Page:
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Reviewed March 2013

What is the official name of the INS gene?

The official name of this gene is “insulin.”

INS is the gene's official symbol. The INS gene is also known by other names, listed below.

Read more about gene names and symbols on the About page.

What is the normal function of the INS gene?

The INS gene provides instructions for producing the hormone insulin, which is necessary for the control of glucose levels in the blood. Glucose is a simple sugar and the primary energy source for most cells in the body.

Insulin is produced in a precursor form called proinsulin, which consists of a single chain of protein building blocks (amino acids). The proinsulin chain is cut (cleaved) to form individual pieces called the A and B chains, which are joined together by connections called disulfide bonds to form insulin.

How are changes in the INS gene related to health conditions?

permanent neonatal diabetes mellitus - caused by mutations in the INS gene

At least 10 mutations in the INS gene have been identified in people with permanent neonatal diabetes mellitus. Individuals with this condition often have a low birth weight and develop increased blood sugar (hyperglycemia) within the first 6 months of life.

INS gene mutations that cause permanent neonatal diabetes mellitus change single protein building blocks (amino acids) in the protein sequence. These mutations are believed to disrupt the cleavage of the proinsulin chain or the binding of the A and B chains to form insulin, leading to impaired blood sugar control.

other disorders - caused by mutations in the INS gene

Mutations in the INS gene can also cause other disorders involving insulin production and blood sugar control. Some individuals with INS gene mutations have increased levels of proinsulin in their blood (hyperproinsulinemia) and may also have impaired blood sugar control. INS gene mutations are also associated with a disorder called maturity-onset diabetes of the young (MODY). This term refers to hereditary forms of relatively mild diabetes mellitus caused by changes in single genes.

Genetics Home Reference provides information about type 1 diabetes, which is also associated with changes in the INS gene.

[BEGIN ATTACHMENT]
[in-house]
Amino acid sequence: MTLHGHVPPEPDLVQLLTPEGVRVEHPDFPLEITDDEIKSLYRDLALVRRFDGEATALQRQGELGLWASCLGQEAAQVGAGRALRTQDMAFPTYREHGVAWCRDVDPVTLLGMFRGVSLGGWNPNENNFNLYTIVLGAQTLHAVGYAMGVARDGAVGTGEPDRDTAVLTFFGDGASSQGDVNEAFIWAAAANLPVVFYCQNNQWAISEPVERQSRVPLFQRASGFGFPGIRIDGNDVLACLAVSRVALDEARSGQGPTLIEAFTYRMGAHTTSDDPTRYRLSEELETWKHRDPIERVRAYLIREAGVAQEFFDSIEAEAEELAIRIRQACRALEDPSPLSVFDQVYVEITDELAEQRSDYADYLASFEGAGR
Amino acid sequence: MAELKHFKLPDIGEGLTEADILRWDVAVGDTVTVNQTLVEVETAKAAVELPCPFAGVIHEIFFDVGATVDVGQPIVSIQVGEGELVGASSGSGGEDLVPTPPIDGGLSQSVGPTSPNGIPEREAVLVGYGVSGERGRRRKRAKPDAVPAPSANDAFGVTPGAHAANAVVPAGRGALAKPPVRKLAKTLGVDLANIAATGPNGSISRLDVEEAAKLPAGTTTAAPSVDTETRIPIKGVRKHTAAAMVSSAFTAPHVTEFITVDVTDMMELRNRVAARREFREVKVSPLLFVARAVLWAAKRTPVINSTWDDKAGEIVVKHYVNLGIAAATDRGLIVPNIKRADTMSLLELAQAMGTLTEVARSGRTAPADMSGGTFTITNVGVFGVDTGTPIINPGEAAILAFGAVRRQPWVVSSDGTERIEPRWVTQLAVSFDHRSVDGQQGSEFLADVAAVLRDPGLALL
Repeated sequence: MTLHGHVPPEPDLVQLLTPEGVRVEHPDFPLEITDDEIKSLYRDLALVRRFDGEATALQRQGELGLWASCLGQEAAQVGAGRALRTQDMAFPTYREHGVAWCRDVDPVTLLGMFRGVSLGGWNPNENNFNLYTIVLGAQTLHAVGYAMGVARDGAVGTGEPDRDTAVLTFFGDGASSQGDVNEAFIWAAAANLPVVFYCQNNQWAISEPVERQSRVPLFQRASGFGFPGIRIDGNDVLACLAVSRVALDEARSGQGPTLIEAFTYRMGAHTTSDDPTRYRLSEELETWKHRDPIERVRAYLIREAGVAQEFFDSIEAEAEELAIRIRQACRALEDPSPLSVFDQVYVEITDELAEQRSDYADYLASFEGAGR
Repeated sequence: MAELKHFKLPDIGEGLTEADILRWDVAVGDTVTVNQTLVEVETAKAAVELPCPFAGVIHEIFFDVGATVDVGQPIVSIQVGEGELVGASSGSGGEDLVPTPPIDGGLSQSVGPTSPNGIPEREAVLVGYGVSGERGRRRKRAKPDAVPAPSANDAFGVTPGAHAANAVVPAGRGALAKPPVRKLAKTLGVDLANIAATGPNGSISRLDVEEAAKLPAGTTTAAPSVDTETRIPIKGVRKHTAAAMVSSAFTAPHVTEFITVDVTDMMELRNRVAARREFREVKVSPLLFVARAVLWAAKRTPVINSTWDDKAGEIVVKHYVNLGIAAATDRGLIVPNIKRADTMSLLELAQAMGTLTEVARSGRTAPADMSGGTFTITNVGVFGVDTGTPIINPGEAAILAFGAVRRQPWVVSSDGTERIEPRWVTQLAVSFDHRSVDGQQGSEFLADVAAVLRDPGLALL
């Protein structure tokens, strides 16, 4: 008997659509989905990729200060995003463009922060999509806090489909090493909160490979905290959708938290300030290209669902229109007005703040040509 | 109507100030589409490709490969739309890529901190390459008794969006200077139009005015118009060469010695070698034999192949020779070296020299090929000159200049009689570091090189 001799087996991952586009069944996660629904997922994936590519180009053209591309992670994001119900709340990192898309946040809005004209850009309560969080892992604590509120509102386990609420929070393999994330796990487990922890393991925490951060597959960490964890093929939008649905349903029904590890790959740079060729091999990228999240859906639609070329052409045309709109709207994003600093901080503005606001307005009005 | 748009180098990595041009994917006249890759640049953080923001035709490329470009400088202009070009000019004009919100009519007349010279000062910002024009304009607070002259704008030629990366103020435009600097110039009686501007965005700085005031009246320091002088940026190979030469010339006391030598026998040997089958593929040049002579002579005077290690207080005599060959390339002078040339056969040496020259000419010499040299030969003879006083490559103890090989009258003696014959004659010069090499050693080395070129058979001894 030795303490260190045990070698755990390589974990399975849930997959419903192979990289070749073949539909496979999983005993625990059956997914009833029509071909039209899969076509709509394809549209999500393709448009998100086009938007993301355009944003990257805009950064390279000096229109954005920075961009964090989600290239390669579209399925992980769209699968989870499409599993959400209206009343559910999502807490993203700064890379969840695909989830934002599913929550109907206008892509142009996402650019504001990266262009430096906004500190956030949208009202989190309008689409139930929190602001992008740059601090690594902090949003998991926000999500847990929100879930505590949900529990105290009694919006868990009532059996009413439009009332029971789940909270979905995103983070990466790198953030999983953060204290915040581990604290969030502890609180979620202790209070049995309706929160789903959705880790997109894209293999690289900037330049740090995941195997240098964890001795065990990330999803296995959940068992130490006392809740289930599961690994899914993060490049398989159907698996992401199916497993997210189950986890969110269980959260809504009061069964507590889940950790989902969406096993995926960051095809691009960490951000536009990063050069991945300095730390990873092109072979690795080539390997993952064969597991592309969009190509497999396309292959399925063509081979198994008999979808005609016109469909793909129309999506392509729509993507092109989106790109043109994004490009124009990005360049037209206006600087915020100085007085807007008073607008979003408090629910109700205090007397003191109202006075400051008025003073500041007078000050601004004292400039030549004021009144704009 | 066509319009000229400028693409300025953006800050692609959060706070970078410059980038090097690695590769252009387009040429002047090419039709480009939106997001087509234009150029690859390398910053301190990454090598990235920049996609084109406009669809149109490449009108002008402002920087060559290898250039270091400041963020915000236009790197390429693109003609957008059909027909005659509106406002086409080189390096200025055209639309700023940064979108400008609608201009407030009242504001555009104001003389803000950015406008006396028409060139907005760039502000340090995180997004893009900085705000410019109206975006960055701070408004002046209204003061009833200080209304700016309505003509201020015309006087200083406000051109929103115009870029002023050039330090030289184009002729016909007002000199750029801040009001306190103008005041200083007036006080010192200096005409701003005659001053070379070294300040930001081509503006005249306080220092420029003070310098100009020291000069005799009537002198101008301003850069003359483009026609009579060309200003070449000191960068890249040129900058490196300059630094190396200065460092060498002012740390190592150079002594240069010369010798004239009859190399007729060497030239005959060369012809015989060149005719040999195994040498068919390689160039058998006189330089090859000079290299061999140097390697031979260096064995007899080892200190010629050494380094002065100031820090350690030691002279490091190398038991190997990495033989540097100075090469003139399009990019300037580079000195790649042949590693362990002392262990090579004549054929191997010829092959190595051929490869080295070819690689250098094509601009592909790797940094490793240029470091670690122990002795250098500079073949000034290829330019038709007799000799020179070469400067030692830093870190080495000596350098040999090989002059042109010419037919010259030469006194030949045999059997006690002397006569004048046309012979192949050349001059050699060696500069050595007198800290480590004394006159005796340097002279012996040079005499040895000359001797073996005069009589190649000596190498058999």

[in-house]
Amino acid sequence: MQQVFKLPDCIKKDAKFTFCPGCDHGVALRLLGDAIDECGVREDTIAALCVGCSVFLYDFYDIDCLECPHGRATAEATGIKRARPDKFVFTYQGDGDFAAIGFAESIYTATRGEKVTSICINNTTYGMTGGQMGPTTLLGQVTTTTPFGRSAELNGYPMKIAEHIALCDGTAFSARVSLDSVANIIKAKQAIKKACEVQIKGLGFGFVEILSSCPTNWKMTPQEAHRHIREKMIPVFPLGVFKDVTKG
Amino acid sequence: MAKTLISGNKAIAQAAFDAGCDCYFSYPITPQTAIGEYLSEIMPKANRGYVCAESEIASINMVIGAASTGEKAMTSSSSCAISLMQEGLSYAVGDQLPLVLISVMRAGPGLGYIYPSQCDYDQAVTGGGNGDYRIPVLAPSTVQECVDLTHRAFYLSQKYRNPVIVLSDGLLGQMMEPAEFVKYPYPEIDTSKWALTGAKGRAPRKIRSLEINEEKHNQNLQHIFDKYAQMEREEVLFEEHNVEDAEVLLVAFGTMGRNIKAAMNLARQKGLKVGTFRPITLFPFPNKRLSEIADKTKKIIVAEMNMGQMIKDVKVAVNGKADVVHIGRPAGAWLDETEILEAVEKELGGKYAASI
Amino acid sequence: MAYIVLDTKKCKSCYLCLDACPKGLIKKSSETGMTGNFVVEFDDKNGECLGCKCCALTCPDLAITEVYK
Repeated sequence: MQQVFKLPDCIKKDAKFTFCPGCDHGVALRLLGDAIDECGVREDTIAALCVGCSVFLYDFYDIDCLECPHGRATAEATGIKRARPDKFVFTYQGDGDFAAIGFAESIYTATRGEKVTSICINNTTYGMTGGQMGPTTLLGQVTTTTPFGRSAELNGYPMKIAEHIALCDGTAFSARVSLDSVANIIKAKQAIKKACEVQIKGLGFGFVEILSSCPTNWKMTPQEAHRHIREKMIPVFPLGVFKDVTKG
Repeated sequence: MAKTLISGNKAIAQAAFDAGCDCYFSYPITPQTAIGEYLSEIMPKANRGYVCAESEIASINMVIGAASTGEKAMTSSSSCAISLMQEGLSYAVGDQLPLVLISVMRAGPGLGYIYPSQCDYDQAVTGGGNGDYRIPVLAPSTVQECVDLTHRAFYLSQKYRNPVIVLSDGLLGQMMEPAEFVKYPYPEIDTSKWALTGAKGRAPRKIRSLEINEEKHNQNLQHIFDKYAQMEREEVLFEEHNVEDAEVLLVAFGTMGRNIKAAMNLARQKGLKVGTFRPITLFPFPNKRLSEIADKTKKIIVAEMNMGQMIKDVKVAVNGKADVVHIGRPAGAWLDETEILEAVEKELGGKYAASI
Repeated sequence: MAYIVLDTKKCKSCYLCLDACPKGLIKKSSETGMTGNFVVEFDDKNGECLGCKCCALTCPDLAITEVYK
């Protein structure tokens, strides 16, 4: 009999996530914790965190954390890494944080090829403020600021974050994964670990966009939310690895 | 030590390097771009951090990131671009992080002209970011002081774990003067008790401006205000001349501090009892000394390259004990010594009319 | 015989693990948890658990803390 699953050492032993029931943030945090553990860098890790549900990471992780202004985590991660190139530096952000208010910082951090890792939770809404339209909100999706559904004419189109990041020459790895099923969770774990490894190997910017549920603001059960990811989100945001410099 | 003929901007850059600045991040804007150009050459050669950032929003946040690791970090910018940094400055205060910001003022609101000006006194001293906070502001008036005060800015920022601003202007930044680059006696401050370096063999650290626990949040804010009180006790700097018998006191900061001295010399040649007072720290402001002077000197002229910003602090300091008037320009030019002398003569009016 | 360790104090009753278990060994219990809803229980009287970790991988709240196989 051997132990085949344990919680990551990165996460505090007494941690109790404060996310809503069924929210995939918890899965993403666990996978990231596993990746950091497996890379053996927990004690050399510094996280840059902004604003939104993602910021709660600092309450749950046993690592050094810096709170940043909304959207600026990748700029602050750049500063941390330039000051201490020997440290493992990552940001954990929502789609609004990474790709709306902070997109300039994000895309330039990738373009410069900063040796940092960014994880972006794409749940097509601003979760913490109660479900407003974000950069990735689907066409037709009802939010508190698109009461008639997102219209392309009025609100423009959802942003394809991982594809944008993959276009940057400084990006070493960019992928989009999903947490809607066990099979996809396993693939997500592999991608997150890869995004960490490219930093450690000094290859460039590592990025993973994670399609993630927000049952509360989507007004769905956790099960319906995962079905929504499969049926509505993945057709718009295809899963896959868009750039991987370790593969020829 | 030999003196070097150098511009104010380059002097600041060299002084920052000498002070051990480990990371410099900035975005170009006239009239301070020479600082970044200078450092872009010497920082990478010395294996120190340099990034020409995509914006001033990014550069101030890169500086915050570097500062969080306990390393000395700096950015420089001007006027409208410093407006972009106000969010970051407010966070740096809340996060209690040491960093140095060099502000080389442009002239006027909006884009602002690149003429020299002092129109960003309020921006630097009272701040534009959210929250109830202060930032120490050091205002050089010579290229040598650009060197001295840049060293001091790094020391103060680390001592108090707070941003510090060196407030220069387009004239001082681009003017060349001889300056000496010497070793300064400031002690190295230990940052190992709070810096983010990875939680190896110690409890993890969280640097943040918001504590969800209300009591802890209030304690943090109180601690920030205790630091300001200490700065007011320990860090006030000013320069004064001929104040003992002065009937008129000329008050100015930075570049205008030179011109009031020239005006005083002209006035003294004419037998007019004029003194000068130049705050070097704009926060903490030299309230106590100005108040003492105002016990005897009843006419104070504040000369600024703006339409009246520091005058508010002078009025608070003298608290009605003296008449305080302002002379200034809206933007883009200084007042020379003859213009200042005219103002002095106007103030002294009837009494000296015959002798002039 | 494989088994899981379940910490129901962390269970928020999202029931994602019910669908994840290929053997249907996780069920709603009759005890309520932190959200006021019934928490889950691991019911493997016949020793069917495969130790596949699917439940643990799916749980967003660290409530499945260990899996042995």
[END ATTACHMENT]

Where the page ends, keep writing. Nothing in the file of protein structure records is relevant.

Where is the INS gene located?

Cytogenetic Location: 11p15.5

Molecular Location on chromosome 11: base pairs 2,159,779 to 2,161,209

(Homo sapiens Annotation Release 107, GRCh38.p2) (NCBIThis link leads to a site outside Genetics Home Reference.)

The INS gene is located on the short (p) arm of chromosome 11 at position 15.5.

The INS gene is located on the short (p) arm of chromosome 11 at position 15.5.

More precisely, the INS gene is located from base pair 2,159,779 to base pair 2,161,209 on chromosome 11.

See How do geneticists indicate the location of a gene? in the Handbook.

Where can I find additional information about INS?

You and your healthcare professional may find the following resources about INS helpful.

You may also be interested in these resources, which are designed for genetics professionals and researchers.

What other names do people use for the INS gene or gene products?

  • IDDM2
  • ILPR
  • insulin preproprotein
  • IRDN
  • MODY10
  • proinsulin

Where can I find general information about genes?

The Handbook provides basic information about genetics in clear language.

These links provide additional genetics resources that may be useful.

What glossary definitions help with understanding INS?

acids ; diabetes ; diabetes mellitus ; gene ; glucose ; hereditary ; hormone ; hyperglycemia ; insulin ; neonatal ; precursor ; protein ; protein sequence ; simple sugar

You may find definitions for these and many other terms in the Genetics Home Reference Glossary.

See also Understanding Medical Terminology.

References (12 links)


The resources on this site should not be used as a substitute for professional medical care or advice. Users seeking information about a personal genetic disease, syndrome, or condition should consult with a qualified healthcare professional. See How can I find a genetics professional in my area? in the Handbook.

Reviewed: March 2013
Published: February 8, 2016